- The Washington Times - Tuesday, March 6, 2018

The office of special counsel on Tuesday called for President Trump to take disciplinary action against Kellyanne Conway for political activity while in her White House role.

The federal watchdog said Mrs. Conway violated a ban on federal employees campaigning when during television interviews she promoted Republican candidate Roy Moore and discouraged voters from supporting Democratic candidate Doug Jones in last year’s Alabama race for U.S. Senate

It is unclear what disciplinary action Mrs. Conway, a counselor to the president, could face, but the law allows for her removal or deductions to pay.

The two interviews cited in the counsel’s report were appearances on Fox News and CNN in which she acted in her “official capacity” as counselor to the president. This is a violation of the Hatch Act, which stipulates that White House officials can have opinions on candidates but cannot actively campaign while in their role.

“In passing this law, Congress intended to promote public confidence in the Executive branch by ensuring the federal government is working for all Americans without regard to their political views,” according to the watchdog’s report. “Ms. Conway’s statements during the Fox & Friends and New Day interviews impermissibly mixed official government business with political views about candidates in the Alabama special election for U.S. Senate.”

The White House pushed back against the office’s findings, saying Mrs. Conway complied with the law.

“Kellyanne Conway did not advocate for or against the election of any particular candidate,” said White House deputy press secretary Hogan Gidley. “She simply expressed the president’s obvious position that he have people in the House and Senate who support his agenda.”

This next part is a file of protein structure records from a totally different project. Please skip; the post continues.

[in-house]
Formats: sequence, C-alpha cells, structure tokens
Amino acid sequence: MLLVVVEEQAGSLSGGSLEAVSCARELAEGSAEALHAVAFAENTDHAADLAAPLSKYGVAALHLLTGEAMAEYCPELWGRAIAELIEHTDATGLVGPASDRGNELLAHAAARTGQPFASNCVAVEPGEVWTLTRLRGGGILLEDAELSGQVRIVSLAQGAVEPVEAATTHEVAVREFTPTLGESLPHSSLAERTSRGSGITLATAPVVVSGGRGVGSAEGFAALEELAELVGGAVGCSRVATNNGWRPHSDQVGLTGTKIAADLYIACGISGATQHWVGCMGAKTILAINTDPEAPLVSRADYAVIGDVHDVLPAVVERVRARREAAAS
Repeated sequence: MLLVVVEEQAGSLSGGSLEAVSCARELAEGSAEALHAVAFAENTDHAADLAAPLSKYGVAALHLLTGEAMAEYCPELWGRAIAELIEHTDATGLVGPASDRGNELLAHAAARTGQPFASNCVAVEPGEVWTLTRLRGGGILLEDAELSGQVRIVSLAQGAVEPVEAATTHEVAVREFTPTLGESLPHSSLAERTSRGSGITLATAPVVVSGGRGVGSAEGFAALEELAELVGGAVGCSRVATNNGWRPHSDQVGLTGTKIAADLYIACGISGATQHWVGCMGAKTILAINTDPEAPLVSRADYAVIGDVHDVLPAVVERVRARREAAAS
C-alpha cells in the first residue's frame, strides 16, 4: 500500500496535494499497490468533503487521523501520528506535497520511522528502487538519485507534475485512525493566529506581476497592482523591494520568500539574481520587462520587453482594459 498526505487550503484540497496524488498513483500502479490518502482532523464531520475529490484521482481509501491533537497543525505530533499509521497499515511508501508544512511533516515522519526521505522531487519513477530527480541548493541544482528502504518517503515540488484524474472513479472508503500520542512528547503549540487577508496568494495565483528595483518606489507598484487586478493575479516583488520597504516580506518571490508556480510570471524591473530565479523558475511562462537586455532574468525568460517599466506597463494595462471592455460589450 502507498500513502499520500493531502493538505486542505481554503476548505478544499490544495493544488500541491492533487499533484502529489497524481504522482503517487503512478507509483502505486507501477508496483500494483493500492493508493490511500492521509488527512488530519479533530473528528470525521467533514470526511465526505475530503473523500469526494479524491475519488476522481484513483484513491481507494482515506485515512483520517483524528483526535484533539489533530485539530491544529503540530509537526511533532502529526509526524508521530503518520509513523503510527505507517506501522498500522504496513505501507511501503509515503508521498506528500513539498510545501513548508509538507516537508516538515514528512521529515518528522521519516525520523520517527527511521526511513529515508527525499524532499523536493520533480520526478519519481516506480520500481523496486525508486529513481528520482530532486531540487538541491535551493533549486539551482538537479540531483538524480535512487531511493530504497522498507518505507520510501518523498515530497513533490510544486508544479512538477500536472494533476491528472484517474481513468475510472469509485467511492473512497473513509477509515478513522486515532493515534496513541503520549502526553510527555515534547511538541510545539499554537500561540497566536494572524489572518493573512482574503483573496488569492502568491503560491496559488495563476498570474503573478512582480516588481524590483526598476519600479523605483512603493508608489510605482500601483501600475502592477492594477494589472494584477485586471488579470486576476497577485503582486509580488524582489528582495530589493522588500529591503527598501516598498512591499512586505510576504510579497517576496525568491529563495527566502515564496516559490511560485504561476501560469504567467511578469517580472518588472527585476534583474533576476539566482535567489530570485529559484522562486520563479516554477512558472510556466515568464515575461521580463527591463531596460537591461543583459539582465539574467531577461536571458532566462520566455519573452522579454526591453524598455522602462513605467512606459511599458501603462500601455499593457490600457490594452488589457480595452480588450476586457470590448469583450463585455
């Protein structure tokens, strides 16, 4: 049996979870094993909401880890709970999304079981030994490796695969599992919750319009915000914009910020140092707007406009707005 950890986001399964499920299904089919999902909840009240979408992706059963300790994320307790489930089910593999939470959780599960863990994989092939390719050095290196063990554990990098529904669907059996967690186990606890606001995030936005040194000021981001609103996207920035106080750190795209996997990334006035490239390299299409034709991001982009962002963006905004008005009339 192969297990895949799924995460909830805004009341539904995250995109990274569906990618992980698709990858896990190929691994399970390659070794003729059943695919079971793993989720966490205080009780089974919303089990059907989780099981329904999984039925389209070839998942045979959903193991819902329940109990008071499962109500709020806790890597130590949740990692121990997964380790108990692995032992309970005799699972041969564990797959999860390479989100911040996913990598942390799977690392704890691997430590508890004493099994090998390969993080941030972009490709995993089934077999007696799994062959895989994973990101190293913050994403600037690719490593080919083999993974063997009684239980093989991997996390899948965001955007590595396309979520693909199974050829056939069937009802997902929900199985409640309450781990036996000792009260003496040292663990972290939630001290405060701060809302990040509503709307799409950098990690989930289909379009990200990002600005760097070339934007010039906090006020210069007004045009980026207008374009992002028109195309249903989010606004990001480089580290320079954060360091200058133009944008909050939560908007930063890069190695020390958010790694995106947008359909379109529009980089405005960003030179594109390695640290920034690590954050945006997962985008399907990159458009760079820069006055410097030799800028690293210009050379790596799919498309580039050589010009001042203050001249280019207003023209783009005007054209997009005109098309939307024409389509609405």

He added, “Kellyanne’s statements actually show her intention and desire to comply with the Hatch Act, as she twice declined to respond to the [interviewer’s] specific invitation to encourage Alabamans to vote for the Republican.”

Walter Shaub, senior director of the nonprofit Campaign Legal Center and former head of the government ethics office, called the case “a slam dunk.” He filed the ethics complaint against Mrs. Conway and has been a frequent critic of the administration.

“She has made clear that she’s not interested in following government ethics rules,” Mr. Shaub said of Mrs. Conway. “It’s time for the president to act.”

The Campaign Legal Center said the president should either suspend Mrs. Conway without pay or fire her.

“Anything less than removal from the federal service or a lengthy unpaid suspension will not deter future misconduct on her part,” the group said.

Mr. Shaub said it “couldn’t have been easy for special counsel Henry Kerner to issue a finding that one of the president’s top advisors violated an ethics law.”

“Kerner was only recently appointed to the position of special counsel, and he knew he risked upsetting the White House with this finding,” Mr. Shaub said.

Dave Boyer contributed to this report.

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